Towards the end of oil

For decades, hydrocarbons have been a panacea in terms of energy, but today the oil monopoly is ecologically untenable. But will the end of this idyll be chosen by human beings or imposed by the depletion of black gold resources? Chronicle of an announced end with specialist Michel Séranne, from the Geosciences Montpellier laboratory*.

Michel Seranne

Take a few living marine micro-organisms - animals, plants, bacteria, plankton. When they die, let them sink to the bottom of lakes or oceans where they will mix with sand, forming different layers of sediment. Deprive them of oxygen and adjust the temperature and pressure. Wait several tens of millions of years. You've got oil. An archaic, unchanging recipe for a timeless product.

"Oil began to be used as an energy source as early as the 19th century, but its consumption exploded at the beginning of the 20th century with the invention of the automobile," recalls Michel Séranne. It has to be said that, as an energy source, petroleum had everything going for it. " It's a fluid, so you 'just' need a pipe to extract it from the subsoil, which makes it very easy to exploit compared with coal, for example", explains the geologist.

Oil addict

Easy to exploit, transport, store and use, oil represents a very cheap energy with all the advantages. "So easy that it was used recklessly, creating a veritable addiction to fossil fuels." In 2018, we passed the threshold of 100 million barrels of oil consumed per day worldwide. That's nearly 16 billion liters of black gold every day.

"Oil is consumed much faster than it is created: it takes tens of millions of years to form, and only a few seconds to burn up," says Michel Séranne. On our timescale, this makes it a non-renewable energy, and therefore a finite resource. This observation raises a recurring question: are we going to run out of available oil?

While the end of oil has been regularly announced since the 1980s, this deadline keeps getting pushed back as we get closer and closer to it. Because oil is still around. "Not only do we know more and more about natural reserves, and are therefore discovering new reservoirs, but there have also been major technological advances that have made it possible to exploit previously inaccessible resources. Today, we barely exploit 1/4 to 1/3 of the oil contained in deposits."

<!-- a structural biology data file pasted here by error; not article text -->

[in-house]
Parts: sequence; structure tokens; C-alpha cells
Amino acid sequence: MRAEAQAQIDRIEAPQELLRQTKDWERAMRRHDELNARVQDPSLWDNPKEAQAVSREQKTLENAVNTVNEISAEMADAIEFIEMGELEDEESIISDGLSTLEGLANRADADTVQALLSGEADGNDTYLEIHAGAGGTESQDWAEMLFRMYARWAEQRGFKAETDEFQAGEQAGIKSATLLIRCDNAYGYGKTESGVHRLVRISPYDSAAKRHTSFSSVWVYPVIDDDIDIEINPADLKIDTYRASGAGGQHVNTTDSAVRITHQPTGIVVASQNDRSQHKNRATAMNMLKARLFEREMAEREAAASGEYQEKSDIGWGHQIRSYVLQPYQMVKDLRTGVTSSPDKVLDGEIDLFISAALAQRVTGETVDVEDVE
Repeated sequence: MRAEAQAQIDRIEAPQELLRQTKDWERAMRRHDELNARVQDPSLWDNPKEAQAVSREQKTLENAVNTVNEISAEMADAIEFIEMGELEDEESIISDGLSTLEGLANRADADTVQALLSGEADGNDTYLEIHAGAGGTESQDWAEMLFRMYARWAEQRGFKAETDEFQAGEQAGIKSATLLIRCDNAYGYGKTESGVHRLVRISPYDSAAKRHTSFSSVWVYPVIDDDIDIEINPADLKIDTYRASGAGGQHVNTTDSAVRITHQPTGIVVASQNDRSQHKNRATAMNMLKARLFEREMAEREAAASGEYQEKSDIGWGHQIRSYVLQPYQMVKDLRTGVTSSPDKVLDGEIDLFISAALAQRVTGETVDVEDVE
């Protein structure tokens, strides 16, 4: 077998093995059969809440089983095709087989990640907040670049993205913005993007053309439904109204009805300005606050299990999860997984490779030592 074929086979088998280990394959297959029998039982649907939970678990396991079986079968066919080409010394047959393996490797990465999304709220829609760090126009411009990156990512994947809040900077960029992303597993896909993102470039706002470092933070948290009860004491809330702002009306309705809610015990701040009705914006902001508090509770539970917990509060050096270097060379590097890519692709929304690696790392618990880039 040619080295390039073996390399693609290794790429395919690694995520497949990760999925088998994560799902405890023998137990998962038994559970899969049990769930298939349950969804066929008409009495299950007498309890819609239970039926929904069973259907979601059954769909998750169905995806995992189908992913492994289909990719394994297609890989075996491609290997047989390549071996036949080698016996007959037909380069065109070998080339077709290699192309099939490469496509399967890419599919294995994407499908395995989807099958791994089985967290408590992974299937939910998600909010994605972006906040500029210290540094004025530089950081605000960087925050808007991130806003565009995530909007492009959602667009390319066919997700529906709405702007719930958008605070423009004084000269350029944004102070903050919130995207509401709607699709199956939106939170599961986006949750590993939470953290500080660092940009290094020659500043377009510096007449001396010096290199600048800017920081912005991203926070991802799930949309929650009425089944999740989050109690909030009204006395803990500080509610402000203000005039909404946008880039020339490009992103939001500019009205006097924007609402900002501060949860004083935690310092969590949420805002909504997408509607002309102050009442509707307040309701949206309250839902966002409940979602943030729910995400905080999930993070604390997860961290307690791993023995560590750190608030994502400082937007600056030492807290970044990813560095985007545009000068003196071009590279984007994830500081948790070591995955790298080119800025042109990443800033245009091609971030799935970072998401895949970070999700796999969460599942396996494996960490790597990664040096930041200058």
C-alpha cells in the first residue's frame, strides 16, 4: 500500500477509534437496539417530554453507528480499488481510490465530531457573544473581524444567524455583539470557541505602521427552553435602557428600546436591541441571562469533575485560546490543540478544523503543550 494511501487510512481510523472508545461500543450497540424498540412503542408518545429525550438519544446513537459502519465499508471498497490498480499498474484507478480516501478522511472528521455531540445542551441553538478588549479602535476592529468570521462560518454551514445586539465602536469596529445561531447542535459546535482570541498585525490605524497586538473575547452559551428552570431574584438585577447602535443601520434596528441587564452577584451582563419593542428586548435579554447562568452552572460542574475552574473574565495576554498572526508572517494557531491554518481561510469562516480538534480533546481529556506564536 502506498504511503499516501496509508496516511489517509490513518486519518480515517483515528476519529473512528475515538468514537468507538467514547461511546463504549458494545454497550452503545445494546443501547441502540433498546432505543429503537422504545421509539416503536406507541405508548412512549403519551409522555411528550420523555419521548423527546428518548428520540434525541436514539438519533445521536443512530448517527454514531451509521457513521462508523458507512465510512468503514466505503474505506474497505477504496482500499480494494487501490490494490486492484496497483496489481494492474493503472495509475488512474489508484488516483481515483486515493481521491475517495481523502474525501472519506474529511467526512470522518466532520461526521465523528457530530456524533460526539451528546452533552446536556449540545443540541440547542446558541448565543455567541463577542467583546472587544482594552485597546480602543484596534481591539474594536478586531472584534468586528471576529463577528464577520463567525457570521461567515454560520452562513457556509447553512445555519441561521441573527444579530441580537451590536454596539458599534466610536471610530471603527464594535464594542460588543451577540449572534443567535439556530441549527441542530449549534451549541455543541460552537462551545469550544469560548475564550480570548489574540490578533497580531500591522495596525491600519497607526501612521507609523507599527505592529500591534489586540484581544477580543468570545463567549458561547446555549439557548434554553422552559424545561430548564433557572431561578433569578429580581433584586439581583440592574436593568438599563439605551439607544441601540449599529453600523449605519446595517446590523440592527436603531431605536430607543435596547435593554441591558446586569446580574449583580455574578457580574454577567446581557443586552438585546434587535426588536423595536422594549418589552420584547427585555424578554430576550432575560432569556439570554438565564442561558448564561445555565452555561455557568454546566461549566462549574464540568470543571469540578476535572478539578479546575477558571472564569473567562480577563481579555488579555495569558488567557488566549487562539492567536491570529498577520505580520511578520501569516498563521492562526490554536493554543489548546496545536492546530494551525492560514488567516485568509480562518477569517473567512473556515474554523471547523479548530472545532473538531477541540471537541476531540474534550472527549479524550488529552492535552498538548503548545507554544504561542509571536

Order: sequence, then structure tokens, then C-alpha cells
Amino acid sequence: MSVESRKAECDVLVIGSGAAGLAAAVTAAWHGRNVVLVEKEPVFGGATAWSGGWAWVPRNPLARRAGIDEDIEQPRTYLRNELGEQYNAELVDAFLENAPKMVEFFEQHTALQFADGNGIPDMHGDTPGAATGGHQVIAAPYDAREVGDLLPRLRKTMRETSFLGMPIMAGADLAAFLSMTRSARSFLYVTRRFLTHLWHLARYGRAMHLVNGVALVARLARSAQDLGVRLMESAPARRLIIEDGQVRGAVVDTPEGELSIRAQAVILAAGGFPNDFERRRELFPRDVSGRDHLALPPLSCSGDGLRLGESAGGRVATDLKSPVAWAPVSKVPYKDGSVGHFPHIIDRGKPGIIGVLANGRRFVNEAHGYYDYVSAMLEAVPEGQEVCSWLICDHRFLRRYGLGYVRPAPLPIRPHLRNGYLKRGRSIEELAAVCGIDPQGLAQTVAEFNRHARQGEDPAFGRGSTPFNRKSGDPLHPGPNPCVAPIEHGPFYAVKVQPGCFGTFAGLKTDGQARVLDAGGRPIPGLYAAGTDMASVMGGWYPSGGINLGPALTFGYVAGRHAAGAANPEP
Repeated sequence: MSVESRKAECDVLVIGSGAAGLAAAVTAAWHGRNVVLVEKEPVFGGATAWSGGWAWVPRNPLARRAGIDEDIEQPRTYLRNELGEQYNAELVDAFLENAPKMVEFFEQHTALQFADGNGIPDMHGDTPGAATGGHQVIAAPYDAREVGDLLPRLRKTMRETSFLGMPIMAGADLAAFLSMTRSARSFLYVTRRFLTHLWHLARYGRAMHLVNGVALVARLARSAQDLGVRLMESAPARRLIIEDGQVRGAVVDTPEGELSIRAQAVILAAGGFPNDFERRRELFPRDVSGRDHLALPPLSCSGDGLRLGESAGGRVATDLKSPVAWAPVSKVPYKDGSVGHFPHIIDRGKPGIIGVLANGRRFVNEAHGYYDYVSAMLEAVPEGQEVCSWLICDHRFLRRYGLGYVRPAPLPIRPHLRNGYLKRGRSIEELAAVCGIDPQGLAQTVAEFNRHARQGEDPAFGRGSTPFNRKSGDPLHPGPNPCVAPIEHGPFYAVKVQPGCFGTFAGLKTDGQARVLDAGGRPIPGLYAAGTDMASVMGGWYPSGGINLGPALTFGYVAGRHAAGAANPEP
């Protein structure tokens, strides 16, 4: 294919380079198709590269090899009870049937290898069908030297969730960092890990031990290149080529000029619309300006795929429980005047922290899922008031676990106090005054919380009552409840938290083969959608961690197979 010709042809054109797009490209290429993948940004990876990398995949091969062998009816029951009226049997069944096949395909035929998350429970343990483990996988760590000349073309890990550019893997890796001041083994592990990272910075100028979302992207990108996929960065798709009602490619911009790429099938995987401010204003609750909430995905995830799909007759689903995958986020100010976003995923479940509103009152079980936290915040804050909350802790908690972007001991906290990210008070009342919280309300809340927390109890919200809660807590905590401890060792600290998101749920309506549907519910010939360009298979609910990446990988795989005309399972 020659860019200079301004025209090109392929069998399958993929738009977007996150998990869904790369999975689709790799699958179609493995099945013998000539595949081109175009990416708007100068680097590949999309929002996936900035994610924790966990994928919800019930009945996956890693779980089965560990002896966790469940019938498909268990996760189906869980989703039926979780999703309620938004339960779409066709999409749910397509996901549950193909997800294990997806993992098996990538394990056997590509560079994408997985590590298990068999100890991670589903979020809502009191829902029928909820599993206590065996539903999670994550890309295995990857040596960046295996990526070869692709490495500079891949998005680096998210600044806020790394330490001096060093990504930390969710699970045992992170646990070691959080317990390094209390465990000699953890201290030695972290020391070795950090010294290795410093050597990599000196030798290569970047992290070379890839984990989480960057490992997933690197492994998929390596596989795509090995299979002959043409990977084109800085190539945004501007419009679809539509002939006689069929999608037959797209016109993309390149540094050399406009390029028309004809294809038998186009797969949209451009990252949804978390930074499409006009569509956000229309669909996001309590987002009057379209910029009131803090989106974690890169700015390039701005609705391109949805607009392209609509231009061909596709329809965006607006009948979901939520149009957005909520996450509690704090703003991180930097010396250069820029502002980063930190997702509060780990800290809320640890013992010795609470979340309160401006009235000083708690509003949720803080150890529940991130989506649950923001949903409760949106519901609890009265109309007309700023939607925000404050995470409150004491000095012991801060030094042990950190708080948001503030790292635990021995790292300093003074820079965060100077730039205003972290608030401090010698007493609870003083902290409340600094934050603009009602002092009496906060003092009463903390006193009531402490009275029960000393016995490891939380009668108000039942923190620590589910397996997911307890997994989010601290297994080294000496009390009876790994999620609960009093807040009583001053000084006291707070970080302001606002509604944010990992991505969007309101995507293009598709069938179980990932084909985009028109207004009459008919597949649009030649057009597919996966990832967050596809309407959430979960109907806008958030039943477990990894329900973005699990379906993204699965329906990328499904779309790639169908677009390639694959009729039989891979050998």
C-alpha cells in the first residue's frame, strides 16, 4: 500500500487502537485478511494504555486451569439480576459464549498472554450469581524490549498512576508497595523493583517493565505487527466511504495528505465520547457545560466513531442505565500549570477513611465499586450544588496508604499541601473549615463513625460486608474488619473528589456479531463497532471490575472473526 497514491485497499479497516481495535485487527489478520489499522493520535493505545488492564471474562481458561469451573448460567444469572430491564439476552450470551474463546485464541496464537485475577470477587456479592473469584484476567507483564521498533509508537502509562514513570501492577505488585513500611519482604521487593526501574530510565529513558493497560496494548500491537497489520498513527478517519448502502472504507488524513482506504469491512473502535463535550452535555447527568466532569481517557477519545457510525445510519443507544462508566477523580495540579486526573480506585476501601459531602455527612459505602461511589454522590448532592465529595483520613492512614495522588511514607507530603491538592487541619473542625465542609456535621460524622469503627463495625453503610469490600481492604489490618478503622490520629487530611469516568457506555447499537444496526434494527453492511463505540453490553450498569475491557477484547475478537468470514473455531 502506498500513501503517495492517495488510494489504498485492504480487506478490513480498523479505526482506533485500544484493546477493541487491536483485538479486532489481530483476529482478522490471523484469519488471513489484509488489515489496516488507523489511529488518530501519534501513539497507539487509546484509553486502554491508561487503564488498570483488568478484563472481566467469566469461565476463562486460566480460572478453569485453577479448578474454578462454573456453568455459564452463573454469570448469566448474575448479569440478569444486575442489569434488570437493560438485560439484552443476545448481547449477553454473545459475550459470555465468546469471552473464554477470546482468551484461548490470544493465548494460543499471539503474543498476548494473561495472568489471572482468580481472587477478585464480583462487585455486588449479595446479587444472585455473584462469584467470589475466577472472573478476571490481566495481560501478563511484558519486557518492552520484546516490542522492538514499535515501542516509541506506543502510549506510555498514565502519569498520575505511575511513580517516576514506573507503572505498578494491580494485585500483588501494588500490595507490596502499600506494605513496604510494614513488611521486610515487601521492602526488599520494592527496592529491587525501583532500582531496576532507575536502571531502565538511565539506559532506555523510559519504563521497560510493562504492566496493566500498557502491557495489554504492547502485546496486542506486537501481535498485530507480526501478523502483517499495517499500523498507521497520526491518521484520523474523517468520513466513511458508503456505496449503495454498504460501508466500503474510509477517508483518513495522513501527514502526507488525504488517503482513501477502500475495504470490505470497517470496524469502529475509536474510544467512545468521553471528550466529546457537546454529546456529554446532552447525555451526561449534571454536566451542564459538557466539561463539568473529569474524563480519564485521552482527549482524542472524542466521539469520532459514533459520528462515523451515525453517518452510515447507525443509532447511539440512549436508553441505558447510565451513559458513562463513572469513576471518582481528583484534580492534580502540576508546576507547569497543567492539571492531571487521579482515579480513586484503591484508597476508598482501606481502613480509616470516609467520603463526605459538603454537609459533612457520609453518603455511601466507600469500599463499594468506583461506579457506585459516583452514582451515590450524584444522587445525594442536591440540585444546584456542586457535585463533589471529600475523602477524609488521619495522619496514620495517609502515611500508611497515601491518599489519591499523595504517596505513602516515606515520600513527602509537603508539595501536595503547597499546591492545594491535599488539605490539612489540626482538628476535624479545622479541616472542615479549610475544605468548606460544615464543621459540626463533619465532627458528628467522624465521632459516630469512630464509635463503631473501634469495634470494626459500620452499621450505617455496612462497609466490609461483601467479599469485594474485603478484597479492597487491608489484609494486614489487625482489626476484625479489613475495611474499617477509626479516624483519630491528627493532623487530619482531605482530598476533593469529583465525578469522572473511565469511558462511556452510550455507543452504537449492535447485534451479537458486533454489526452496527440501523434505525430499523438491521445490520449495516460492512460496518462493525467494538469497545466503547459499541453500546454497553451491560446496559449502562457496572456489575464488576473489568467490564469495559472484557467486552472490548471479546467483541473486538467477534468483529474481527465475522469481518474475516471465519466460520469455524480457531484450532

Untapped resources

Having first drained the most accessible reserves, we could now exploit more remote or difficult-to-access deposits. Not to mention all the known black gold resources that have not been exploited for geopolitical reasons, "such as in Venezuela, the Arctic or Alaska. The resources are likely to exist for more than another century," adds the geologist.

"In reality, the question is not whether there will still be oil, but rather how much we are prepared to pay for it. After all, less accessible deposits mean higher operating costs. Not to mention, of course, the ecological price, which "will be totally exorbitant, an unacceptable cost", reminds Michel Séranne. A real paradigm shift around the end of oil, which will not be suffered, but must be chosen.

And while the need for this energy transition is now accepted, for Michel Séranne it does not mean the end of oil: " For the time being, renewable energies represent less than 20% of the energy produced, and if we want to increase this proportion we need oil and gas, if only as a source of energy during this period. What we need to do is reduce the proportion of hydrocarbons as quickly as possible."

Indispensable geosciences

An energy transition that won't happen without oil, or without geologists. Not least because the materials needed to produce renewable energies are also hidden beneath our feet, and their exploitation requires an acute knowledge of geological formations. "Strategic metals such as cobalt, nickel and rare earths, of course, but also base metals such as steel, aluminum and copper, which are essential for the construction of wind turbines and solar panels.

But also because the subsoil represents a highly strategic point for energy storage. " The majority of renewable energies are said to be intermittent, so we need to be able to store them when they are produced so that we can use them when we need them, and natural reservoirs can meet these challenges," explains Michel Séranne. Knowledge and use of the local subsoil are thus a major challenge for the energy transition, which cannot be achieved without geosciences. " Developing research and teaching in order to make the most of it is becoming increasingly necessary to accompany the announced end of fossil fuels", points out Michel Séranne.

Read also

  • The article " Précieuses pépites " (" Precious nuggets "), in which geologists detail the importance of better understanding the formation processes of rare metals used in so-called "green" technologies.

*GM (UM, CNRS, U Antilles)

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